Thank you

    Reply
  24. This was lovely to read! Thank you! I would love love love this book as I’ve been hoping to buy one and am waiting until Christmas to ask for it as a gift.

    Reply
  25. I have had the great pleasure of a temporary loan of David’s book by a good friend, who sadly, is leaving town (Montreal) to move to Victoria……and the book needs to be her roadside companion as she wends westwards…….i had the chance to try but one recipe thus far – taboulleh. Which, if one knows Montreal cuisine, they will tell you of the multitude of Lebanese fast food places.
    Amir, Kojax, Basha of course……. And that taboulleh is a staple in their offerings. So it was with great anticipation that i worked my way thriugh the recipe. Chopping 10 cups of parley, finely – is not a job for the impatient! But, the result overall was well worth it. So now, I find myself in desperate need to attempt an onion tart, or the lamb tagine……his version of french onion soup – in fact, probably ALL the recipes…….so, wanna help a poor (now) deprived but determined foodie out? Send me the book and I will record (and photograph) all the many recipes I undertake, and provide, for all, a written record of those attempts……..successes, or no.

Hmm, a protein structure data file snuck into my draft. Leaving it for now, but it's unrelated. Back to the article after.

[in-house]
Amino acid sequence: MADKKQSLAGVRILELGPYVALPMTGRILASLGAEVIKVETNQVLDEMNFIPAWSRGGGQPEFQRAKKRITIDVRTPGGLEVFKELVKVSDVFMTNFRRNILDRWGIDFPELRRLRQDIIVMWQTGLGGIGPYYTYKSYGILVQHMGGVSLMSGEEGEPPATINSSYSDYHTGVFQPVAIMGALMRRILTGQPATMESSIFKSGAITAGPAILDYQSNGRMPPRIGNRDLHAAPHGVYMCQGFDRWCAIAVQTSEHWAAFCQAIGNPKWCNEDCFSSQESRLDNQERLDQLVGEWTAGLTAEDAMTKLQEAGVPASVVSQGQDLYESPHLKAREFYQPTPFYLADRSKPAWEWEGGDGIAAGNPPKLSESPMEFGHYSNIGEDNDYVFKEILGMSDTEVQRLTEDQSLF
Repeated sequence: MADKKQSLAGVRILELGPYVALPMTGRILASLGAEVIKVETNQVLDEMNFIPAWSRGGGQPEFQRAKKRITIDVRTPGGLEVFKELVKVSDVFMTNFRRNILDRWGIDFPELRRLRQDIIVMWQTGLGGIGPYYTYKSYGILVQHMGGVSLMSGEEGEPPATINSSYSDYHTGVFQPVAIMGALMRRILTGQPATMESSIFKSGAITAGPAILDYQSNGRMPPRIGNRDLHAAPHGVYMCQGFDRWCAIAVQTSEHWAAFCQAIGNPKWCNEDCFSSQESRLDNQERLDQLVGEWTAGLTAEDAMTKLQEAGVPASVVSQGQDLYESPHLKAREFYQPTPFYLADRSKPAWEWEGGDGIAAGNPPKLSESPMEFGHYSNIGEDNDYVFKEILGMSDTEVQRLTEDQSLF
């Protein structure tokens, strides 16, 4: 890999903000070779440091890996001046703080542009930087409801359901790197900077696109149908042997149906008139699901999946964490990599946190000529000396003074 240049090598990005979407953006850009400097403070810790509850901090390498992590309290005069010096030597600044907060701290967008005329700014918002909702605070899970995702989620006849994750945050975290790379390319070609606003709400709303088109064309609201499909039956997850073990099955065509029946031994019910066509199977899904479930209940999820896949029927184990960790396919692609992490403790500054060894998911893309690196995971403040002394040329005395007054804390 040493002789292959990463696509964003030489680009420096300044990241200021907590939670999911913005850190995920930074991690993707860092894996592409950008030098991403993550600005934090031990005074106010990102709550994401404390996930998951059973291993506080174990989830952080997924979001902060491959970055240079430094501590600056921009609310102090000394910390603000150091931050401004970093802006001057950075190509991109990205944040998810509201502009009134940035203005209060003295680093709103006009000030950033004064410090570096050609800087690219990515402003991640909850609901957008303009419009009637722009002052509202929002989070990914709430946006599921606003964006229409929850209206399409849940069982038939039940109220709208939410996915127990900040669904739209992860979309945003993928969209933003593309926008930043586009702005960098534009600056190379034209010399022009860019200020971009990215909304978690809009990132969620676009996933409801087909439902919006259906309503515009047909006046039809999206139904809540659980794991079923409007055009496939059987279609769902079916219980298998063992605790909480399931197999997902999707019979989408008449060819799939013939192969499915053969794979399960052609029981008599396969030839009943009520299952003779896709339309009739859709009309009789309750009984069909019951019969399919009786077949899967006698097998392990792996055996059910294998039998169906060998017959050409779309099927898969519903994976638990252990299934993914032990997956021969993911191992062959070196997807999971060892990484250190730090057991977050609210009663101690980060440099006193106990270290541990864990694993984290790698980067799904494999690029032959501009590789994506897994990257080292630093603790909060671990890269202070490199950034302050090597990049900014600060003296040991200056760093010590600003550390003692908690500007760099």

Thank you/ Merci

    MichaelXMoore

    Reply
  26. I would love a copy of David’s book because I have been following him on social media for years and I find him fascinating.

    Reply
  27. I would love to win David’s new book. I’m a long time reader of his fantastic blog and books. While I visited Paris last Fall, I could use a good recipe to take me back there – even if it’s just in my own kitchen.

    Reply
  28. Who wouldn’t want such a book? 🙂

    I lived in Bordeaux for a year, sharing a kitchen with other expats (as I lived in the university residence) and reading your post made me think of that time: simple meals, shared with friends… And how French food was amazing, especially pastries, even the cheapest ones!

    If I win that book, I’ll make the caramel mousse for my brother-in-law, who has been helping me quite a lot with my new appartment.

    And if I don’t win, I’ll still make the mousse, the guy (and my guy) deserves it 😉

    Still, since Levovitz is a former pastry chef, I’m sure the book is packed with mouth-watering sweet recipes. I’d read them like a novel… and try my hand at it!

    Reply
  29. As a recent bride, I find myself cooking much more often now! I would love a copy of the book to try out the recipes! Thanks for the opportunity! 🙂

    Reply
  30. I’d love to win this book because I’m actually going on a school exchange to Paris in September, and help in the ‘small cramped cooking spaces’ department would be SO useful!
    Thanks for hosting the contest,
    Laura

    Reply
  31. I won’t be travelling to Paris any time soon, but I’ve followed David for a long time, and dream through him about places and food.

    Reply
  32. Pingback: Cooks&Books&Recipes My Paris Kitchen: Recipes and Stories cookbook